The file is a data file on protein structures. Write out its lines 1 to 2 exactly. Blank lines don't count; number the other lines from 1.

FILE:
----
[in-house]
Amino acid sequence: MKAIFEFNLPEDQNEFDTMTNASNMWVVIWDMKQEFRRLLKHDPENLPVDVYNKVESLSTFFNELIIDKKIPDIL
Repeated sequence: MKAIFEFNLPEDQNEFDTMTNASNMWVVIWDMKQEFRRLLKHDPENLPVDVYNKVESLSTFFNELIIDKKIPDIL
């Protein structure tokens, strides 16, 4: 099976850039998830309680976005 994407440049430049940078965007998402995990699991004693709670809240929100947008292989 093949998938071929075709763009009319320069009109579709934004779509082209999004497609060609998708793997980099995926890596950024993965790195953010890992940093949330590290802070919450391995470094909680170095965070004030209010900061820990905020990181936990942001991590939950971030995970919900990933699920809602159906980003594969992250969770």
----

[in-house]
Amino acid sequence: MKAIFEFNLPEDQNEFDTMTNASNMWVVIWDMKQEFRRLLKHDPENLPVDVYNKVESLSTFFNELIIDKKIPDIL